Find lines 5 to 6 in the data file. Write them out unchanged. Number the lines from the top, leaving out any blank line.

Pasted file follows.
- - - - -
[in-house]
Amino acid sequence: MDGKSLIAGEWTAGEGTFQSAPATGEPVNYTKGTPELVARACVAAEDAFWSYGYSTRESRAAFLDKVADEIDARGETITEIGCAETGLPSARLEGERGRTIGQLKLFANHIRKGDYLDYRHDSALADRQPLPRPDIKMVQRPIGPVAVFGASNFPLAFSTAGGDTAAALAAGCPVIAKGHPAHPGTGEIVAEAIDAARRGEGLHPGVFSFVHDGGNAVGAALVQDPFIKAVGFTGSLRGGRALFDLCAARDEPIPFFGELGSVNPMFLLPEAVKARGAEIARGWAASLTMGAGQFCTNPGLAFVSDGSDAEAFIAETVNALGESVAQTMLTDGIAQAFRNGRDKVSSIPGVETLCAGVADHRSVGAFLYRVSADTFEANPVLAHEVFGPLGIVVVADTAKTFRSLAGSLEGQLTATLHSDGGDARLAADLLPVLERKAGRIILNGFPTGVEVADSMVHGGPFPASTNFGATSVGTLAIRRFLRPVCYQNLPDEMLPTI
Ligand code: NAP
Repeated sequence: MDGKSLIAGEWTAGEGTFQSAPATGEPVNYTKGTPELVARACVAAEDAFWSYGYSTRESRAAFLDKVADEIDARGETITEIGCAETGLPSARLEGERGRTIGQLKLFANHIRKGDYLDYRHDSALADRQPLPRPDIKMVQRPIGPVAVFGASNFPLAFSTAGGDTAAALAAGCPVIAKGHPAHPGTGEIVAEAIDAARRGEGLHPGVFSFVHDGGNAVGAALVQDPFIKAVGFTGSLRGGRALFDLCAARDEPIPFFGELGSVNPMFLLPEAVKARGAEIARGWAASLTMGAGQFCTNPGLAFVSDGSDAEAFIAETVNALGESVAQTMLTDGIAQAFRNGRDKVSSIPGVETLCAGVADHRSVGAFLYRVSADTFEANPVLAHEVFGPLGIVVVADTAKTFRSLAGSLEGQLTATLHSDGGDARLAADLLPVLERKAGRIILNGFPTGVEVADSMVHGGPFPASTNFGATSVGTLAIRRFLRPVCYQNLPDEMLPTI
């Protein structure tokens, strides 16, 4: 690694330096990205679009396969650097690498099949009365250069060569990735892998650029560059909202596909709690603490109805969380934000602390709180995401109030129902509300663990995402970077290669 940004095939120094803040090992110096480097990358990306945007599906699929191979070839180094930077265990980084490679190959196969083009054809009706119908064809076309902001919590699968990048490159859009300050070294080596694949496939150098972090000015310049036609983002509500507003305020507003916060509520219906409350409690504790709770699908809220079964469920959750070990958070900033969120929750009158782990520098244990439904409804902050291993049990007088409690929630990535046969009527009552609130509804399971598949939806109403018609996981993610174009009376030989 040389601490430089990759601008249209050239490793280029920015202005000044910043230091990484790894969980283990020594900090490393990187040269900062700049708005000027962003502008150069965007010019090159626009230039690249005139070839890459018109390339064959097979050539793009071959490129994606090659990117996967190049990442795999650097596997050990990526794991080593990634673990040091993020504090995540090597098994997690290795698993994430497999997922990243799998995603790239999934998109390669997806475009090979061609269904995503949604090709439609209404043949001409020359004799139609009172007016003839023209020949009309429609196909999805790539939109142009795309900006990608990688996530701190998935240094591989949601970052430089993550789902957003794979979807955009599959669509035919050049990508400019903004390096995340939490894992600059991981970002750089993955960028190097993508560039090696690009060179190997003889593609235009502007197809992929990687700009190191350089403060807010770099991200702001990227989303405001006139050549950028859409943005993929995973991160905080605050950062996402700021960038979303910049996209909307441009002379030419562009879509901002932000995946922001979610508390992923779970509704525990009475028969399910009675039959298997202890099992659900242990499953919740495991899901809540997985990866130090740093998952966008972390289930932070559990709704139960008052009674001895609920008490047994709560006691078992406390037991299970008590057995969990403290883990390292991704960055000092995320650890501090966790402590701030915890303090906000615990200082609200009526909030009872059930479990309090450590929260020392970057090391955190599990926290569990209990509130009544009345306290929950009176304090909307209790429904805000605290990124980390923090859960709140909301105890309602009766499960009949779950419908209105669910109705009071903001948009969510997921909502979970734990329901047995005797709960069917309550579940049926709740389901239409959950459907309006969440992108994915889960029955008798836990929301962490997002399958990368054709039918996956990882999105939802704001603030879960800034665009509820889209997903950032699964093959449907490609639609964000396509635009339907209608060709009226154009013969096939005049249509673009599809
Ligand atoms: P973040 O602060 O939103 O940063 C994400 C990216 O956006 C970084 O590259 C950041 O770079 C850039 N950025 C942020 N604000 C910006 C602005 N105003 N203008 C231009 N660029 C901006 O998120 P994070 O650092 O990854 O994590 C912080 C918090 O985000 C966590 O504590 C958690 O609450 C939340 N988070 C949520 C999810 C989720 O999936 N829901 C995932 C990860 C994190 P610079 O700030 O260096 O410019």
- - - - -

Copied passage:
């Protein structure tokens, strides 16, 4: 690694330096990205679009396969650097690498099949009365250069060569990735892998650029560059909202596909709690603490109805969380934000602390709180995401109030129902509300663990995402970077290669 940004095939120094803040090992110096480097990358990306945007599906699929191979070839180094930077265990980084490679190959196969083009054809009706119908064809076309902001919590699968990048490159859009300050070294080596694949496939150098972090000015310049036609983002509500507003305020507003916060509520219906409350409690504790709770699908809220079964469920959750070990958070900033969120929750009158782990520098244990439904409804902050291993049990007088409690929630990535046969009527009552609130509804399971598949939806109403018609996981993610174009009376030989 040389601490430089990759601008249209050239490793280029920015202005000044910043230091990484790894969980283990020594900090490393990187040269900062700049708005000027962003502008150069965007010019090159626009230039690249005139070839890459018109390339064959097979050539793009071959490129994606090659990117996967190049990442795999650097596997050990990526794991080593990634673990040091993020504090995540090597098994997690290795698993994430497999997922990243799998995603790239999934998109390669997806475009090979061609269904995503949604090709439609209404043949001409020359004799139609009172007016003839023209020949009309429609196909999805790539939109142009795309900006990608990688996530701190998935240094591989949601970052430089993550789902957003794979979807955009599959669509035919050049990508400019903004390096995340939490894992600059991981970002750089993955960028190097993508560039090696690009060179190997003889593609235009502007197809992929990687700009190191350089403060807010770099991200702001990227989303405001006139050549950028859409943005993929995973991160905080605050950062996402700021960038979303910049996209909307441009002379030419562009879509901002932000995946922001979610508390992923779970509704525990009475028969399910009675039959298997202890099992659900242990499953919740495991899901809540997985990866130090740093998952966008972390289930932070559990709704139960008052009674001895609920008490047994709560006691078992406390037991299970008590057995969990403290883990390292991704960055000092995320650890501090966790402590701030915890303090906000615990200082609200009526909030009872059930479990309090450590929260020392970057090391955190599990926290569990209990509130009544009345306290929950009176304090909307209790429904805000605290990124980390923090859960709140909301105890309602009766499960009949779950419908209105669910109705009071903001948009969510997921909502979970734990329901047995005797709960069917309550579940049926709740389901239409959950459907309006969440992108994915889960029955008798836990929301962490997002399958990368054709039918996956990882999105939802704001603030879960800034665009509820889209997903950032699964093959449907490609639609964000396509635009339907209608060709009226154009013969096939005049249509673009599809
Ligand atoms: P973040 O602060 O939103 O940063 C994400 C990216 O956006 C970084 O590259 C950041 O770079 C850039 N950025 C942020 N604000 C910006 C602005 N105003 N203008 C231009 N660029 C901006 O998120 P994070 O650092 O990854 O994590 C912080 C918090 O985000 C966590 O504590 C958690 O609450 C939340 N988070 C949520 C999810 C989720 O999936 N829901 C995932 C990860 C994190 P610079 O700030 O260096 O410019």